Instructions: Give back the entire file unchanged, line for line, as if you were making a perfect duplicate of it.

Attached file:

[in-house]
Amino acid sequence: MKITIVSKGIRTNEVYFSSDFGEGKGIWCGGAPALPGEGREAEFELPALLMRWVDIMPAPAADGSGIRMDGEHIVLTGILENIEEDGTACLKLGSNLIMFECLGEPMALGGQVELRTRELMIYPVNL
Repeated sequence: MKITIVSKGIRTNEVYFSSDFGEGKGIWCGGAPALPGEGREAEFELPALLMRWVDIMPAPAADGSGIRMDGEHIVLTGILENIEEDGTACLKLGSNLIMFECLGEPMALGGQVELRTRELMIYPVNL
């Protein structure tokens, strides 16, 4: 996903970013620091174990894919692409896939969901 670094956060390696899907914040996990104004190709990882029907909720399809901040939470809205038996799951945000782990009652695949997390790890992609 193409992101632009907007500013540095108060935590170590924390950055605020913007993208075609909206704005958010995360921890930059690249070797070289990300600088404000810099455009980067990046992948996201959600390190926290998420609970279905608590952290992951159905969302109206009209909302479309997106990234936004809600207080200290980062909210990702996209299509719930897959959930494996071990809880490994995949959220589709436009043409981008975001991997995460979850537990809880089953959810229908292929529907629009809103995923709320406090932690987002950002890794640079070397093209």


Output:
[in-house]
Amino acid sequence: MKITIVSKGIRTNEVYFSSDFGEGKGIWCGGAPALPGEGREAEFELPALLMRWVDIMPAPAADGSGIRMDGEHIVLTGILENIEEDGTACLKLGSNLIMFECLGEPMALGGQVELRTRELMIYPVNL
Repeated sequence: MKITIVSKGIRTNEVYFSSDFGEGKGIWCGGAPALPGEGREAEFELPALLMRWVDIMPAPAADGSGIRMDGEHIVLTGILENIEEDGTACLKLGSNLIMFECLGEPMALGGQVELRTRELMIYPVNL
């Protein structure tokens, strides 16, 4: 996903970013620091174990894919692409896939969901 670094956060390696899907914040996990104004190709990882029907909720399809901040939470809205038996799951945000782990009652695949997390790890992609 193409992101632009907007500013540095108060935590170590924390950055605020913007993208075609909206704005958010995360921890930059690249070797070289990300600088404000810099455009980067990046992948996201959600390190926290998420609970279905608590952290992951159905969302109206009209909302479309997106990234936004809600207080200290980062909210990702996209299509719930897959959930494996071990809880490994995949959220589709436009043409981008975001991997995460979850537990809880089953959810229908292929529907629009809103995923709320406090932690987002950002890794640079070397093209």